In today’s increasingly complex world, innovation doesn’t only happen behind closed doors. You never know what new idea in AI, augmented reality, robotics, blockchain technology or biometrics will be the next big thing – and that’s why partnering is key. Mastercard, too, collaborates with innovative startups around the world.

Mats Taraldsson, Head of Digital Business Development and Fintech Engagement for Mastercard in the Nordics and Baltics, says the best part of his job is working with creative people to build new innovative solutions, making life easier for consumers, merchants and governments.

The future is digital. It’s not just a world beyond cash, but a world beyond plastic as well.

“All devices have the potential to become a commerce device. Like paying for your groceries with your car keys or paying for a bus ride with your ring,” Taraldsson says.

Behind all these innovations lie technological advancements.

“Through tokenisation, we can connect practically any device to our payment card in a secure way. And with biometrics, we can also build a world beyond passwords as identification is done for instance by recognising our unique heartbeat pattern, facial expressions or fingerprints,” Taraldsson continues.

The power of partnership

Innovation and development are in Mastercard’s DNA.

The company has its own network of innovation centres – Mastercard Labs – around the world, where important research and development is done. However, in the ocean of innovation, no company is an island. To be able to take better advantage of the world full of possibilities, you need partnerships – a network of innovative players, who can all help each other reach their goals.

In addition to collaboration with the big players, Mastercard works with startups to create breakthrough solutions and to build the future of commerce together.

When a startup has its business, technology and innovation models figured out, a meeting with Mastercard’s experts can be arranged.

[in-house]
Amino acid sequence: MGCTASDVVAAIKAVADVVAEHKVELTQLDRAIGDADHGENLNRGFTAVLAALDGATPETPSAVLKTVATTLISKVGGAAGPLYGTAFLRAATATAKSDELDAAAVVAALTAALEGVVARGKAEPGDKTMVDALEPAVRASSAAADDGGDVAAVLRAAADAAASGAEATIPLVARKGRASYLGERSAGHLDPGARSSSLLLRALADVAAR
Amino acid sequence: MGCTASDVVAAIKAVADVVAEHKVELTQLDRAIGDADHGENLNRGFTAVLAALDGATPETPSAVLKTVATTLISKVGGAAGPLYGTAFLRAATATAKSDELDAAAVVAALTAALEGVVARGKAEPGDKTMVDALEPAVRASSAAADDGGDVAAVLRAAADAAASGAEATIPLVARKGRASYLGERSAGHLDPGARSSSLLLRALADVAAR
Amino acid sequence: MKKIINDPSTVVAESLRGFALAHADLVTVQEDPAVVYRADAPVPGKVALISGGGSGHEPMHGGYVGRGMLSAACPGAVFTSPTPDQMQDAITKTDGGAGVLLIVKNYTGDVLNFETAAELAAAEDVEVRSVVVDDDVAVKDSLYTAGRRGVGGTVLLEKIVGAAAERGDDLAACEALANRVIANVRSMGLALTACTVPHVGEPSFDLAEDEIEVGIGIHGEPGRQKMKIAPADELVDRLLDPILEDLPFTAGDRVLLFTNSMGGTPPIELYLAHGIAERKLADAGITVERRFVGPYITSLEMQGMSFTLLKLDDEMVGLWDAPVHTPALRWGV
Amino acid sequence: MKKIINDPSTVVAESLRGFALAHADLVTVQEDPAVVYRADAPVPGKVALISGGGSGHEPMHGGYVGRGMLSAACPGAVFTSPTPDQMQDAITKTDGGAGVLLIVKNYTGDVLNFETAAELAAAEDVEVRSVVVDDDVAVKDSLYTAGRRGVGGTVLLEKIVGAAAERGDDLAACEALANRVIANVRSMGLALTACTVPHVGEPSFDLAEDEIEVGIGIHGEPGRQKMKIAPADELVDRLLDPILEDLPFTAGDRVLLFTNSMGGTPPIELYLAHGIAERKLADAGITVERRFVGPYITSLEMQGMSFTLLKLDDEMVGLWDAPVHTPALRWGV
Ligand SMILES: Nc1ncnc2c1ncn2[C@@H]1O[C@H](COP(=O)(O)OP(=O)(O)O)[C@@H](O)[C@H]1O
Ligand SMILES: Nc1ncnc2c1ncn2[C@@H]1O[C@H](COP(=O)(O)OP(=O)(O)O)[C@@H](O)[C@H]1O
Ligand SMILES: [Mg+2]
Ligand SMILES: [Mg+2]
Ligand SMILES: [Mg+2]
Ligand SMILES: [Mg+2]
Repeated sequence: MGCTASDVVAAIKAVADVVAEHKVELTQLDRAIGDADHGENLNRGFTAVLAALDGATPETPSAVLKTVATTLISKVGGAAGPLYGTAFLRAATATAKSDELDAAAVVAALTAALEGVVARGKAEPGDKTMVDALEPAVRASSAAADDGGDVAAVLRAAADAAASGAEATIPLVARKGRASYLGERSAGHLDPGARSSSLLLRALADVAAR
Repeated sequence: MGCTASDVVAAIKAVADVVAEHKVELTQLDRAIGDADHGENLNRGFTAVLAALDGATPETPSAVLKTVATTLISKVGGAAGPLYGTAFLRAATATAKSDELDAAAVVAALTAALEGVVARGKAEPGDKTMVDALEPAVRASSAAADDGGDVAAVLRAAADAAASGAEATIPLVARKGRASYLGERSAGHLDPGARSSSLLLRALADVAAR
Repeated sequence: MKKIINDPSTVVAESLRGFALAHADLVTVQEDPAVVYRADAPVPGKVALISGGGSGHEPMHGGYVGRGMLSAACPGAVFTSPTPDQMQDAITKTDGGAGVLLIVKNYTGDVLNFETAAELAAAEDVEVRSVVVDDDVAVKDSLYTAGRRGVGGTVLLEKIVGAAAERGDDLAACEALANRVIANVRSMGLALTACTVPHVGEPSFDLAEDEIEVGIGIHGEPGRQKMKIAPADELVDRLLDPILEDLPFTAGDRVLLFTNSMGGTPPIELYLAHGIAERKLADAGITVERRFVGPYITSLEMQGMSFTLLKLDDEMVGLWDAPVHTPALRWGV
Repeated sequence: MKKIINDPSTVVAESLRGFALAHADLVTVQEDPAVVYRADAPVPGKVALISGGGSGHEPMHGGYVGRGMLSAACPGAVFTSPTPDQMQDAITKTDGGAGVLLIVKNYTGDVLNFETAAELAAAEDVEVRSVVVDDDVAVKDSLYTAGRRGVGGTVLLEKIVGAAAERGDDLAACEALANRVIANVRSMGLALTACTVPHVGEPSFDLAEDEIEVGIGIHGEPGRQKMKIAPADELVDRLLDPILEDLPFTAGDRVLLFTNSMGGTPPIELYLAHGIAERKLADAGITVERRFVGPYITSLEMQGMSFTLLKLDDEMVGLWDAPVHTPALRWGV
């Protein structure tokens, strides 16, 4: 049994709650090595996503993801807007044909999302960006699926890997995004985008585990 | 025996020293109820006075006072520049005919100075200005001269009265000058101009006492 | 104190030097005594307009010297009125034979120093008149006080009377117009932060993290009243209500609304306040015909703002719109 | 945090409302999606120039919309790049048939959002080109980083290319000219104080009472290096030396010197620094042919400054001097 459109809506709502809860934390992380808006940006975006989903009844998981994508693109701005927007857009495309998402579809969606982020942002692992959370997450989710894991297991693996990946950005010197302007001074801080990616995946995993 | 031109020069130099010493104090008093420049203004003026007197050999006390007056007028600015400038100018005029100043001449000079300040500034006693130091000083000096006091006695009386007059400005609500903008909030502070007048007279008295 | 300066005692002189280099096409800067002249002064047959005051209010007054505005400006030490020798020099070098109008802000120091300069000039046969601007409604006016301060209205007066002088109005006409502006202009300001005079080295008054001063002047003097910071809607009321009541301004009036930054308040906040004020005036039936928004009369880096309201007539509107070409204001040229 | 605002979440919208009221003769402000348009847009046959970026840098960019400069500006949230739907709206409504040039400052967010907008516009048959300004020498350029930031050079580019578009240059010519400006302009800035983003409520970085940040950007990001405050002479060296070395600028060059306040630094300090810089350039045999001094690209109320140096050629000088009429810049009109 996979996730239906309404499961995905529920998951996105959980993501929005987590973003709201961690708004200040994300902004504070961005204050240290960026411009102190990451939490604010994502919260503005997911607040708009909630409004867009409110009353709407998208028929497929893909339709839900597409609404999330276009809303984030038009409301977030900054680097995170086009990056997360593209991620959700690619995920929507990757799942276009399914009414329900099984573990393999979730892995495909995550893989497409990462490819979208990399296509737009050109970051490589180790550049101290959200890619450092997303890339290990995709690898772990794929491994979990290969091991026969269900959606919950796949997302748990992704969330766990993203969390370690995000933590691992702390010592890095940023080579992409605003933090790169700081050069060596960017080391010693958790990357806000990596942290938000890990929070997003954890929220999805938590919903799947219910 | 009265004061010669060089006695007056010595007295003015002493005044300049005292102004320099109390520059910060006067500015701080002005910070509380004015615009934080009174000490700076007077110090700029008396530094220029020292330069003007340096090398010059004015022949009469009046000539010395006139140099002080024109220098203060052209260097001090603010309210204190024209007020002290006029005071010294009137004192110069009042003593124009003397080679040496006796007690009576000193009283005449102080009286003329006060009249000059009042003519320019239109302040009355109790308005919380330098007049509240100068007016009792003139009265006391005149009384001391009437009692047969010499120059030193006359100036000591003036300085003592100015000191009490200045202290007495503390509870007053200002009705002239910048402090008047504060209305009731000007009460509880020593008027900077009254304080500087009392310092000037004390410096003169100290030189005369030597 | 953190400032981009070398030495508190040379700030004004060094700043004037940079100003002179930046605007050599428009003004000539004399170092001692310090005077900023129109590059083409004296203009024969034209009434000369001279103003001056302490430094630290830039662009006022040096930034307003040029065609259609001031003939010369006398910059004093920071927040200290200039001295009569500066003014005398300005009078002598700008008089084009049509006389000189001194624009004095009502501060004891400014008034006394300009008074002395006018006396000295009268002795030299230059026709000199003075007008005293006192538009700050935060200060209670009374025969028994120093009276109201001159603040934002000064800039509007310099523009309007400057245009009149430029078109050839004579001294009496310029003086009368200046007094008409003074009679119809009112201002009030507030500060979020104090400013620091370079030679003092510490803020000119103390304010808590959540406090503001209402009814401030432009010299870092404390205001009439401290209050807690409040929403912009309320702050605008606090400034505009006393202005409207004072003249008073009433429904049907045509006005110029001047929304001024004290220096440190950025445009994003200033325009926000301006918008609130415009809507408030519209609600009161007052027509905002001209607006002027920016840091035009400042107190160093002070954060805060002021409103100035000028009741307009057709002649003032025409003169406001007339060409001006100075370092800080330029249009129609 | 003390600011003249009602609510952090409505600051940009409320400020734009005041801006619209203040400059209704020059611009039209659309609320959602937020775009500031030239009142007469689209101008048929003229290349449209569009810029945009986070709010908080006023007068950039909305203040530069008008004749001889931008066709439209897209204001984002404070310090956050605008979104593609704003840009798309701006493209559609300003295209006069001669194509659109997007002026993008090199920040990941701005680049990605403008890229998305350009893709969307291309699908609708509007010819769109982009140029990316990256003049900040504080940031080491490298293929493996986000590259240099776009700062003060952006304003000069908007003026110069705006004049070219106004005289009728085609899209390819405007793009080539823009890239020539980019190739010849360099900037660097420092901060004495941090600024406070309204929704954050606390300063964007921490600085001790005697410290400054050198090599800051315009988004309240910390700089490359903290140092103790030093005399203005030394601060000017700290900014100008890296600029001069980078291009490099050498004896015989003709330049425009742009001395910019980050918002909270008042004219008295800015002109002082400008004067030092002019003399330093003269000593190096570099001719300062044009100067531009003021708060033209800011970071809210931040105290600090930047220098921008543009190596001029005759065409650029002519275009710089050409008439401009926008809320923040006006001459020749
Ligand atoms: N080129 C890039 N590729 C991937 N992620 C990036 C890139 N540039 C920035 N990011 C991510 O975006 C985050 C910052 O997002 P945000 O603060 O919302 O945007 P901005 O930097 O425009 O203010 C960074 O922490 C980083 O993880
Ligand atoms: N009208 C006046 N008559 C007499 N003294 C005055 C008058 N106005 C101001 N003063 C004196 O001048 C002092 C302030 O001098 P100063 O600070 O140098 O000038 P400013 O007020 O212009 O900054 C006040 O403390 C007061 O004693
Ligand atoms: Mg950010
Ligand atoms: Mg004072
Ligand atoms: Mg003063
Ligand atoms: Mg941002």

“We get to know each other better and dig deeper into what kind of collaboration we could start. Mastercard can help open doors and introduce startups to an interesting network of contacts. On the other hand, startups can provide us with further new services we can jointly offer to our customers,” Taraldsson explains.

At the Mastercard Developers portal, developers can find open APIs for use in their innovation process.

Later-stage startups that already have a business set up can apply to Mastercard’s Start Path programme, designed to help startups scale up their business and seek international opportunities. 

Nordic innovation wonderland

Mastercard has cooperated with several Nordic startups.

For example, Finnish MePIN – working with payment security – was one of the first startups to complete the Start Path program in 2014. And now, a Swedish-British startup called Divido is participating in the current spring 2017 class of the programme.

At the moment, there are several hundreds of Fintech startups in the Nordics and Baltics, which means there is great potential according to Taraldsson:

“The Nordics and Baltics are very innovative markets. We have sound infrastructure and access to the internet. We know technology and embrace new technological solutions. There are also a lot of creative people here, with great ideas and the will to implement them.”

Start Path

  • Start Path Global is our virtual partnership program to help later stage startups achieve scale.
  • Six-month virtual program with two immersion weeks in different cities around the world.
  • Mastercard offers expert advice, access to its products, technology and APIs and a global customer network.
  • Application twice a year. Application for the spring 2018 program is currently ongoing, with the application deadline 15 January 2018: www.startpath.com

Read the article in the latest issue of CoFounder magazine.

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